CityLab readers: Sometimes you scare us.
Not only are you intimidatingly smart, many of you are professional experts in the topics we try to cover. Others are self-taught aficionados in urban planning or cartography—in other words, obsessive city-stuff superfans.
That may be the case with Michael Graham, who sent CityLab an actual snail-mail letter a few weeks back with a QR code linking us to his Spider Bike Maps page.
His cool idea: Make maps for bike infrastructure as if the lanes, trails, and paths constituted a connected transit system.
Graham became fascinated with London’s bus maps on a family vacation there in 2004. The bus route diagrams in London are sometimes referred to as “spider maps” and they are designed to help make bus routes as intuitive as the lines of the London Underground for the people that use them.
Later on, Graham learned all about Harry Beck, the draftsman who broke from geographic fidelity to devise a stylized map for the London Underground. Beck drew inspiration from an electrical schematic to create the prototypical transit map for the system in 1931. He used colors to represent different subway lines and made the lines intersect at either 45 or 90 degree angles. “The map of almost every subway system in the world has converged upon some approximation of Beck’s design,” Graham says. “I think people appreciate the simplicity; it makes complex information easier to understand.”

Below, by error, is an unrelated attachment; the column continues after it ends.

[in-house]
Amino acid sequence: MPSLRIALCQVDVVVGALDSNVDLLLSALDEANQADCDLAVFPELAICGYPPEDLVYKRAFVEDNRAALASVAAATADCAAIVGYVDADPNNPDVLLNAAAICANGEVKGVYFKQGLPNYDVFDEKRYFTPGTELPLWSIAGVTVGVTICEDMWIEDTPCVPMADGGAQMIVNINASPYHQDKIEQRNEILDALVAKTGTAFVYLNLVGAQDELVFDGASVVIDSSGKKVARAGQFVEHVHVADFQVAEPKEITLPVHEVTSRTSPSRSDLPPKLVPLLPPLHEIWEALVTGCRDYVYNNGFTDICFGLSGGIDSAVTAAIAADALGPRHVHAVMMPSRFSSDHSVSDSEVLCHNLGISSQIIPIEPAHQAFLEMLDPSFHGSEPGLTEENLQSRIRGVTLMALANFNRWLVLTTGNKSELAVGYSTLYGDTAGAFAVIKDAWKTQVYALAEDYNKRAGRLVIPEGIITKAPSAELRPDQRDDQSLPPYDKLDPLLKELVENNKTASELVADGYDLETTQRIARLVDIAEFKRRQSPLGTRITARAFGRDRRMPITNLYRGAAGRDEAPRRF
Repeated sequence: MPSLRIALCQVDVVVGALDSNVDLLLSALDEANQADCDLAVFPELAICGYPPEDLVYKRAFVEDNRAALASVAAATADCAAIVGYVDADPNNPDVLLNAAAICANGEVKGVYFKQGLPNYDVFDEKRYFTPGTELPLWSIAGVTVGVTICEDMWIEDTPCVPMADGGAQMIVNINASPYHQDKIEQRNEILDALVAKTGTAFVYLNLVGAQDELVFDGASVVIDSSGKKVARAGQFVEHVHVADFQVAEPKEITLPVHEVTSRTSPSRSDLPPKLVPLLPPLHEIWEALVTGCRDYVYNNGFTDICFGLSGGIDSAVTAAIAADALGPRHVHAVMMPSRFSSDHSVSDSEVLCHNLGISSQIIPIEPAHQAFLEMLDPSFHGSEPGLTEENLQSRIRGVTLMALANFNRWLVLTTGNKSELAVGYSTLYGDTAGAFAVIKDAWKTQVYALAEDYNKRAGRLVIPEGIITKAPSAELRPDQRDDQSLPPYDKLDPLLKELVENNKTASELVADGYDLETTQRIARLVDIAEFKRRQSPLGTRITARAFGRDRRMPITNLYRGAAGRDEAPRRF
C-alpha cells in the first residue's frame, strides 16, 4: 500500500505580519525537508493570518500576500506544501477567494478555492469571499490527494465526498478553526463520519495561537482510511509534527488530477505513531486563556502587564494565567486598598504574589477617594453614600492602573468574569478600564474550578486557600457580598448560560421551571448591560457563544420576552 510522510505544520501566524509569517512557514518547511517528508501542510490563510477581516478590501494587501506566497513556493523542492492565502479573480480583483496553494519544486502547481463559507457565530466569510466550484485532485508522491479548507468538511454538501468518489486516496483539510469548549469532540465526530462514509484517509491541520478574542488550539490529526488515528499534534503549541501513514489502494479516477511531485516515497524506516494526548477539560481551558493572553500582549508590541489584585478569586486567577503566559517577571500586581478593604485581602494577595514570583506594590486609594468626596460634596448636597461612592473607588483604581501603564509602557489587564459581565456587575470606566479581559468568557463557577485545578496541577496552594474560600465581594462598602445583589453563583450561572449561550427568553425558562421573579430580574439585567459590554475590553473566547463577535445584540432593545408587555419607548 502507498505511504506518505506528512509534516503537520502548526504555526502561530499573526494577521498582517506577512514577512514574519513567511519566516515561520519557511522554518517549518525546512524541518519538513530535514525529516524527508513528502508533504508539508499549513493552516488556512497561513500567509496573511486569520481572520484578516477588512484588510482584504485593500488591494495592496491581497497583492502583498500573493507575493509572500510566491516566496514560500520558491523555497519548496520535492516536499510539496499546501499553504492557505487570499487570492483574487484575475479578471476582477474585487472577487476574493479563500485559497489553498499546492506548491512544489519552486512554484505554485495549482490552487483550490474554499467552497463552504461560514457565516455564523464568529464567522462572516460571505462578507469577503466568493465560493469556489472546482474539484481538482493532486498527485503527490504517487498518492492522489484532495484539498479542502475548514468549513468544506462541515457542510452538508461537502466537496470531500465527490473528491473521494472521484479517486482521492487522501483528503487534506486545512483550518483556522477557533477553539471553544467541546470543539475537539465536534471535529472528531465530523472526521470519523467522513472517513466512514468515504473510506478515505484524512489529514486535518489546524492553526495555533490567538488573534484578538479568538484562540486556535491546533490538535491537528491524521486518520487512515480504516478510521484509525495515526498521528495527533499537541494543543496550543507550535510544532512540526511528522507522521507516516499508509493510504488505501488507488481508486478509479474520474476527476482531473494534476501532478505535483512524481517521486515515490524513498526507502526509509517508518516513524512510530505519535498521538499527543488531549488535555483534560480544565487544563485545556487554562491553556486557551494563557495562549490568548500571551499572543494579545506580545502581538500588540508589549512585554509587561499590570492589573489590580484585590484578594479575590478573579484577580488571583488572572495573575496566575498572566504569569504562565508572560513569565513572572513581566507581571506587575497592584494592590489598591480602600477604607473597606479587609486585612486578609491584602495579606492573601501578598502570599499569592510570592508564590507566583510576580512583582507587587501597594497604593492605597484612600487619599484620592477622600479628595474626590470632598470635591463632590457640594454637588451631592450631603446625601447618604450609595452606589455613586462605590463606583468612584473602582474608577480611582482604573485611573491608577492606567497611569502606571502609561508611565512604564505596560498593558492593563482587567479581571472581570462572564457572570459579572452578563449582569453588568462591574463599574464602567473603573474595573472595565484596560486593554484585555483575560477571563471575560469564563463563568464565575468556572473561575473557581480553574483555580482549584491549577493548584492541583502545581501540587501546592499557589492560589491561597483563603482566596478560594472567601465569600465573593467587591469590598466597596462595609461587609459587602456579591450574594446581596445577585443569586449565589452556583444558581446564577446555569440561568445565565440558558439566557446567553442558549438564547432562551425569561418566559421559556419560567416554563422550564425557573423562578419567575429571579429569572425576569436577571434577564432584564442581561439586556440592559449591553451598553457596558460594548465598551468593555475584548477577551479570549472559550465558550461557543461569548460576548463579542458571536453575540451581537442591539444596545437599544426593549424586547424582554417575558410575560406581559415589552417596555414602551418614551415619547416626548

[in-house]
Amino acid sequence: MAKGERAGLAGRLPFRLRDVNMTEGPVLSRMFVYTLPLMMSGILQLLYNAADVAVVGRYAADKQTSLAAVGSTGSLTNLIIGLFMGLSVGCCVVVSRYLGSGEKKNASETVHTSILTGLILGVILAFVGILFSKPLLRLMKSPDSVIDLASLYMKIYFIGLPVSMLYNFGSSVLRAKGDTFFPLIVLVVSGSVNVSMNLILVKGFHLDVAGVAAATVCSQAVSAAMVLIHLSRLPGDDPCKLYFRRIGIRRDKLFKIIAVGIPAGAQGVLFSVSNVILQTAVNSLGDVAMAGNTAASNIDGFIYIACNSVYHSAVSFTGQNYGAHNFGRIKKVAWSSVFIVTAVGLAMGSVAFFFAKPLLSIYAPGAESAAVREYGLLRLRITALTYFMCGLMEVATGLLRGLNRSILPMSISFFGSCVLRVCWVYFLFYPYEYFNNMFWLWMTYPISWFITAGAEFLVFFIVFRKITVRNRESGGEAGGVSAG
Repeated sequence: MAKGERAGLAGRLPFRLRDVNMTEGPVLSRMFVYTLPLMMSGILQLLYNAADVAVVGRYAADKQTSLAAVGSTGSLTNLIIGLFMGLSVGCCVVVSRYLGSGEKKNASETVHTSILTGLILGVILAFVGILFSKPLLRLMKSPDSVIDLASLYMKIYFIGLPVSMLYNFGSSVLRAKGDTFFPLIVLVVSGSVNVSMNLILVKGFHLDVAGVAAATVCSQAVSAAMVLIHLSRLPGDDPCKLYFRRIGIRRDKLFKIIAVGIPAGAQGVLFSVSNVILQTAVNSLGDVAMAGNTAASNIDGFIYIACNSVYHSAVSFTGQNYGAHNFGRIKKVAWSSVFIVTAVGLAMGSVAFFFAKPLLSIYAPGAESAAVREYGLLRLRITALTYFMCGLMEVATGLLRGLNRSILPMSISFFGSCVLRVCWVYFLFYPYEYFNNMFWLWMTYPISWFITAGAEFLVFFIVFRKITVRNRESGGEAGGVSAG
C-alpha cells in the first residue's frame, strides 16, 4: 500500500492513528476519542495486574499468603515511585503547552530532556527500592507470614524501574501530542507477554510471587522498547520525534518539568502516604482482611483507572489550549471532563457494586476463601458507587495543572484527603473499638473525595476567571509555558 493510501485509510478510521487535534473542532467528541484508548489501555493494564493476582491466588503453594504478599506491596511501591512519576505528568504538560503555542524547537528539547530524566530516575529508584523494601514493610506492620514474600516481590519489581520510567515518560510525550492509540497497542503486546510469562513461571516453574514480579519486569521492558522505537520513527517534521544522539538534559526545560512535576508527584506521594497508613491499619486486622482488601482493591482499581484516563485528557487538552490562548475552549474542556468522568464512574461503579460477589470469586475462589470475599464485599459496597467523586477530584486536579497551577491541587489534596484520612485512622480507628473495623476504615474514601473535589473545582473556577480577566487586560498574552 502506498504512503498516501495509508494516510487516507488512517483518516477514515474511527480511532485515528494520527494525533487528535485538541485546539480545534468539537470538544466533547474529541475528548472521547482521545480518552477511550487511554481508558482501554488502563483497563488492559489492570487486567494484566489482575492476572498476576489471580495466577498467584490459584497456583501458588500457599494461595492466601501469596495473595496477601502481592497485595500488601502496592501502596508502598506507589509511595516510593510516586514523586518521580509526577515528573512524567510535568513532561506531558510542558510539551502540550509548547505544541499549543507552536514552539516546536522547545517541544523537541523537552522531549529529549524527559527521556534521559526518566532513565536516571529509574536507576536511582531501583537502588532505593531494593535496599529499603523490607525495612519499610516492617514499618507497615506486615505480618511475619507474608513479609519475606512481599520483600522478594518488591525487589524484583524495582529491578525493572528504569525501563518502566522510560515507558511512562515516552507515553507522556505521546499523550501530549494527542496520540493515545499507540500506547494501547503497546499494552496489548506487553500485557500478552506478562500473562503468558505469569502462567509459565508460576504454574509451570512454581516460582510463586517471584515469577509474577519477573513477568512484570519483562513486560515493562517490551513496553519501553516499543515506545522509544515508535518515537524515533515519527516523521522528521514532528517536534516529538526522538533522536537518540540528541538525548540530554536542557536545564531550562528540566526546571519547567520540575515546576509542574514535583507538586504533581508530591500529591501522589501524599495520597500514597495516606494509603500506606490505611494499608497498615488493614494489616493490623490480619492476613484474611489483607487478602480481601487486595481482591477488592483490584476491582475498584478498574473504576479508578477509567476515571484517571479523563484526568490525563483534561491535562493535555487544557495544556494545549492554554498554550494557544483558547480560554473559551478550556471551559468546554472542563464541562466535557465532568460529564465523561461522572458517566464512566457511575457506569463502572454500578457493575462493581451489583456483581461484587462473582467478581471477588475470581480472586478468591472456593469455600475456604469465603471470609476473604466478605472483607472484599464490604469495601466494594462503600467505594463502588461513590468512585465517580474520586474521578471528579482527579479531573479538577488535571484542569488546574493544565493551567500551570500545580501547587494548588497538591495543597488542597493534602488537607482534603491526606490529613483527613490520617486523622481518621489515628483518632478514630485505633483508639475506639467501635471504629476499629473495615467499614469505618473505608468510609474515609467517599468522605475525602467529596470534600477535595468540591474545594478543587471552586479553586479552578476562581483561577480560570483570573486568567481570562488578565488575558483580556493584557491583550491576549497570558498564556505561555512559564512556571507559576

Graham says the idea for bicycle spider maps came to him later, when he started working at a small financial regulatory agency near Washington, D.C., in 2008. His commute from southwest D.C. to McLean, Virginia, required numerous Metro and bus transfers. He realized he could switch to cycling when he found that bike paths covered almost the entire route to work. “I thought to myself,” Graham says. “I am a cycling enthusiast, and it took me too long to discover the bike routes near my home and office. What about the average person?”
“Most urban bike maps are extremely detailed,” Graham says. “I love them, but I’m afraid the average person might find those maps overwhelming and inaccessible.”
He was also struck by a Wonkblog post that detailed the disconnectedness of city bike lanes. (Density is also important.) So Graham attended a Transit Tech workshop in Arlington, Virginia, hosted by Mobility Lab, taught himself to use Adobe Illustrator, and tasked himself with applying these concepts to bike maps for four cities: London, San Francisco, his hometown of Denver, and Washington, D.C.
To make these maps, Graham printed a Google Map with bike trails, traced the bike paths with a marker, picked landmarks along the way to use as subway-style stations, photographed it with his cellphone, and used that as the base layer for the digital map. He then substituted it with an OpenStreetMap for the final product.
This process produced the maps on right side of the slide tools below, which adhere to the trails with geographic fidelity. But he also made more conventional subway-style maps, which you’ll see on the left side of the slider.
London San Francisco
UPDATE: We asked Michael to tweak the map of D.C. after some CityLab readers suggested some previously omitted trails. Here is his final version.